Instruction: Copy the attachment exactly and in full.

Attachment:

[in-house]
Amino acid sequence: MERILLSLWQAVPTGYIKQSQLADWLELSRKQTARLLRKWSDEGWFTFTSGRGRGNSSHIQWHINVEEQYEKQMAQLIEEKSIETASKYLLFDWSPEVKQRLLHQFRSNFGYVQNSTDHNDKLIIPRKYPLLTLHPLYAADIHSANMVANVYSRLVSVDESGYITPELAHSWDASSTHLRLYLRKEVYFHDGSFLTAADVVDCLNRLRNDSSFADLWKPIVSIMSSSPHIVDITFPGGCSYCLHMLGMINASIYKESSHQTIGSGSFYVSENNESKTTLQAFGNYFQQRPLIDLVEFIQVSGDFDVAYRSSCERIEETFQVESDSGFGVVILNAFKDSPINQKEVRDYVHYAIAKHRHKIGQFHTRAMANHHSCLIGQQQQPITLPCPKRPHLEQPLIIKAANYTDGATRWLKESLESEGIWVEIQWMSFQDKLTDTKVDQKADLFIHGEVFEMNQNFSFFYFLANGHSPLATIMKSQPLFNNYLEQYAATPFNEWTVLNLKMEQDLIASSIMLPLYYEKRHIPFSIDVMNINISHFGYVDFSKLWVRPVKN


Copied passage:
[in-house]
Amino acid sequence: MERILLSLWQAVPTGYIKQSQLADWLELSRKQTARLLRKWSDEGWFTFTSGRGRGNSSHIQWHINVEEQYEKQMAQLIEEKSIETASKYLLFDWSPEVKQRLLHQFRSNFGYVQNSTDHNDKLIIPRKYPLLTLHPLYAADIHSANMVANVYSRLVSVDESGYITPELAHSWDASSTHLRLYLRKEVYFHDGSFLTAADVVDCLNRLRNDSSFADLWKPIVSIMSSSPHIVDITFPGGCSYCLHMLGMINASIYKESSHQTIGSGSFYVSENNESKTTLQAFGNYFQQRPLIDLVEFIQVSGDFDVAYRSSCERIEETFQVESDSGFGVVILNAFKDSPINQKEVRDYVHYAIAKHRHKIGQFHTRAMANHHSCLIGQQQQPITLPCPKRPHLEQPLIIKAANYTDGATRWLKESLESEGIWVEIQWMSFQDKLTDTKVDQKADLFIHGEVFEMNQNFSFFYFLANGHSPLATIMKSQPLFNNYLEQYAATPFNEWTVLNLKMEQDLIASSIMLPLYYEKRHIPFSIDVMNINISHFGYVDFSKLWVRPVKN